Saturday, October 07, 2006

The Proper Objectives and Methods of Social Science

Francis Fukuyama:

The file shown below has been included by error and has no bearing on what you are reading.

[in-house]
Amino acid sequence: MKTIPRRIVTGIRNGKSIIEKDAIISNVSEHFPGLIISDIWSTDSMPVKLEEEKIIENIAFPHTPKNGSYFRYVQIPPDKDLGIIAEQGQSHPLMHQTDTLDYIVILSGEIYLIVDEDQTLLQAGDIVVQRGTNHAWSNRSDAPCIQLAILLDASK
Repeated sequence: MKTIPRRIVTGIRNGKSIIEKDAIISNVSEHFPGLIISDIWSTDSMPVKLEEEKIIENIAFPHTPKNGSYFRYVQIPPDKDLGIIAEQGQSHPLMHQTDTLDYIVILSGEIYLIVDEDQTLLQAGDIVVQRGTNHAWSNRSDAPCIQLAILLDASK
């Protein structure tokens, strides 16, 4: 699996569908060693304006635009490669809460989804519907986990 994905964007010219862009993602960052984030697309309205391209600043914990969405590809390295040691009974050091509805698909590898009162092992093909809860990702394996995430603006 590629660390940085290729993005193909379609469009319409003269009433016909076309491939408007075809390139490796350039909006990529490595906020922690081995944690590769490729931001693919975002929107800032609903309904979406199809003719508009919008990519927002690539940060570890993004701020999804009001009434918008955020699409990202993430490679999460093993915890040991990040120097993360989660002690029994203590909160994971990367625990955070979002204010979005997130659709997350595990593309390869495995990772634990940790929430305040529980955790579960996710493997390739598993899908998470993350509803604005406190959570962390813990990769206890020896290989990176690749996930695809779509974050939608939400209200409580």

It is certainly desirable for a social science to be rigorous, empirical and seek general rules of human behavior. But as Aristotle explained, it should not try to achieve a rigor that goes beyond what is possible given the limitations inherent in the subject matter. In fact, most of what is truly useful for policy is context-specific, culture-bound and non-generalizable. The typical article appearing today in a leading journal like the American Political Science Review contains a lot of complex-looking math, whose sole function is often to formalize a behavioral rule that everyone with common sense understands must be true. What is missing is any deep knowledge about the subtleties and nuances of how foreign societies work, knowledge that would help us better predict the behavior of political actors, friendly and hostile, in the broader world.

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